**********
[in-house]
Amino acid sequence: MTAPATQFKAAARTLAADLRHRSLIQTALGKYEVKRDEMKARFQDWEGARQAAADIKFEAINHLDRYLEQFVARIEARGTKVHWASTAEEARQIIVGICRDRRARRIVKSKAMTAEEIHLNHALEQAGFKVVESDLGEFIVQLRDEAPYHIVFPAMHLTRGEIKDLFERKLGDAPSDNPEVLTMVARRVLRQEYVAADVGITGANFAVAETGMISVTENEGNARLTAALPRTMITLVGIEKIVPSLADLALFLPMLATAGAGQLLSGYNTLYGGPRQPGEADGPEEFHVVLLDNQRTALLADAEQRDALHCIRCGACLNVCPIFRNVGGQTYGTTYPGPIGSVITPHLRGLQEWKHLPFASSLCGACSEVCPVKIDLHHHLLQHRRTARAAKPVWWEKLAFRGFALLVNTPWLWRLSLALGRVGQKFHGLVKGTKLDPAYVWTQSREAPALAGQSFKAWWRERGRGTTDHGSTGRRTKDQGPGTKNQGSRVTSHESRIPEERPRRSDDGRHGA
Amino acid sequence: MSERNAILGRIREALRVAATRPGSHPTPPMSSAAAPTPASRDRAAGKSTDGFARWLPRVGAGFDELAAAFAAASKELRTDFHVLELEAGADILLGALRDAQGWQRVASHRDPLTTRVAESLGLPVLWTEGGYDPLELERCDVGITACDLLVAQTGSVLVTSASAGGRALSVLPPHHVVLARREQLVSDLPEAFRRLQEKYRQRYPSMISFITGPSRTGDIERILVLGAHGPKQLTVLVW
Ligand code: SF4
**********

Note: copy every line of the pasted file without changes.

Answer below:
[in-house]
Amino acid sequence: MTAPATQFKAAARTLAADLRHRSLIQTALGKYEVKRDEMKARFQDWEGARQAAADIKFEAINHLDRYLEQFVARIEARGTKVHWASTAEEARQIIVGICRDRRARRIVKSKAMTAEEIHLNHALEQAGFKVVESDLGEFIVQLRDEAPYHIVFPAMHLTRGEIKDLFERKLGDAPSDNPEVLTMVARRVLRQEYVAADVGITGANFAVAETGMISVTENEGNARLTAALPRTMITLVGIEKIVPSLADLALFLPMLATAGAGQLLSGYNTLYGGPRQPGEADGPEEFHVVLLDNQRTALLADAEQRDALHCIRCGACLNVCPIFRNVGGQTYGTTYPGPIGSVITPHLRGLQEWKHLPFASSLCGACSEVCPVKIDLHHHLLQHRRTARAAKPVWWEKLAFRGFALLVNTPWLWRLSLALGRVGQKFHGLVKGTKLDPAYVWTQSREAPALAGQSFKAWWRERGRGTTDHGSTGRRTKDQGPGTKNQGSRVTSHESRIPEERPRRSDDGRHGA
Amino acid sequence: MSERNAILGRIREALRVAATRPGSHPTPPMSSAAAPTPASRDRAAGKSTDGFARWLPRVGAGFDELAAAFAAASKELRTDFHVLELEAGADILLGALRDAQGWQRVASHRDPLTTRVAESLGLPVLWTEGGYDPLELERCDVGITACDLLVAQTGSVLVTSASAGGRALSVLPPHHVVLARREQLVSDLPEAFRRLQEKYRQRYPSMISFITGPSRTGDIERILVLGAHGPKQLTVLVW
Ligand code: SF4